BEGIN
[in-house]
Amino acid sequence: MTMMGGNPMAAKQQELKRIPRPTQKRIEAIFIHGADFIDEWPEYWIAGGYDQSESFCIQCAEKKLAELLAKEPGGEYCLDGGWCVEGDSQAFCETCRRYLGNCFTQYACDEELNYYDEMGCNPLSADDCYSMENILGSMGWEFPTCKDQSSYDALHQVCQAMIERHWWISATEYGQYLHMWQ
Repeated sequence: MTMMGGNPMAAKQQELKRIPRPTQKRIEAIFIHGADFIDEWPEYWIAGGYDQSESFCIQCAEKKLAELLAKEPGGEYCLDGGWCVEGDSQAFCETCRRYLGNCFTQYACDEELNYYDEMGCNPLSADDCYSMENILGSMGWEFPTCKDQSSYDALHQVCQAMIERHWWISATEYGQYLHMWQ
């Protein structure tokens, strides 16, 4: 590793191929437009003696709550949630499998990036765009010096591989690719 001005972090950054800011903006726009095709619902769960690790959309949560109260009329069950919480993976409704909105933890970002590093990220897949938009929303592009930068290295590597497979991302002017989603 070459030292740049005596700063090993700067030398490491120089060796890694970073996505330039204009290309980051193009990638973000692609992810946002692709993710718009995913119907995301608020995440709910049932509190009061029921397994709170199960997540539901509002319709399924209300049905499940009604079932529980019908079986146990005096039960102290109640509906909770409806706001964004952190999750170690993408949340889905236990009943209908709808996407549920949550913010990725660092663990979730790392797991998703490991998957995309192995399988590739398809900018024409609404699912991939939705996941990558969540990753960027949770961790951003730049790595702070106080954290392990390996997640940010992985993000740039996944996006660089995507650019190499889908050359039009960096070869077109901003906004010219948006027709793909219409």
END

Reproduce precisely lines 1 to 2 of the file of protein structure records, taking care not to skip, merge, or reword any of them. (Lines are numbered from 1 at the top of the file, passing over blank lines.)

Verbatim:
[in-house]
Amino acid sequence: MTMMGGNPMAAKQQELKRIPRPTQKRIEAIFIHGADFIDEWPEYWIAGGYDQSESFCIQCAEKKLAELLAKEPGGEYCLDGGWCVEGDSQAFCETCRRYLGNCFTQYACDEELNYYDEMGCNPLSADDCYSMENILGSMGWEFPTCKDQSSYDALHQVCQAMIERHWWISATEYGQYLHMWQ